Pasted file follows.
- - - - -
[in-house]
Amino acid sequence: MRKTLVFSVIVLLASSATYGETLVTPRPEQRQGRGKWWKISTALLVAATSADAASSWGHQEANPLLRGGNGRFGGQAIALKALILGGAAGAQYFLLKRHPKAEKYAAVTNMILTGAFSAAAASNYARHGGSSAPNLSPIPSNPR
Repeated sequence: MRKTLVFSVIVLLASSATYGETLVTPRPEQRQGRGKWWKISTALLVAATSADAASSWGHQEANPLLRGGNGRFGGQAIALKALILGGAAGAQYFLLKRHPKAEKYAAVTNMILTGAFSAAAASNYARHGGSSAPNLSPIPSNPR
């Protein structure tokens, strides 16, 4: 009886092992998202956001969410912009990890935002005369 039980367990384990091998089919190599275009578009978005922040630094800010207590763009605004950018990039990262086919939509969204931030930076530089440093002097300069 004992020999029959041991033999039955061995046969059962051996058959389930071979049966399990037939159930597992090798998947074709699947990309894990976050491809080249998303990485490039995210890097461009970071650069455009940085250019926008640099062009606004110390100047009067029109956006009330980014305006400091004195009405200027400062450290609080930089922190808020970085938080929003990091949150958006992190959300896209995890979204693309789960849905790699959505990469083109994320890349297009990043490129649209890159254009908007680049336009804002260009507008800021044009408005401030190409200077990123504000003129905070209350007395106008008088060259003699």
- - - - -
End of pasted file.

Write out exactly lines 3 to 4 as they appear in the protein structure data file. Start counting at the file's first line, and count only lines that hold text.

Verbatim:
Repeated sequence: MRKTLVFSVIVLLASSATYGETLVTPRPEQRQGRGKWWKISTALLVAATSADAASSWGHQEANPLLRGGNGRFGGQAIALKALILGGAAGAQYFLLKRHPKAEKYAAVTNMILTGAFSAAAASNYARHGGSSAPNLSPIPSNPR
């Protein structure tokens, strides 16, 4: 009886092992998202956001969410912009990890935002005369 039980367990384990091998089919190599275009578009978005922040630094800010207590763009605004950018990039990262086919939509969204931030930076530089440093002097300069 004992020999029959041991033999039955061995046969059962051996058959389930071979049966399990037939159930597992090798998947074709699947990309894990976050491809080249998303990485490039995210890097461009970071650069455009940085250019926008640099062009606004110390100047009067029109956006009330980014305006400091004195009405200027400062450290609080930089922190808020970085938080929003990091949150958006992190959300896209995890979204693309789960849905790699959505990469083109994320890349297009990043490129649209890159254009908007680049336009804002260009507008800021044009408005401030190409200077990123504000003129905070209350007395106008008088060259003699």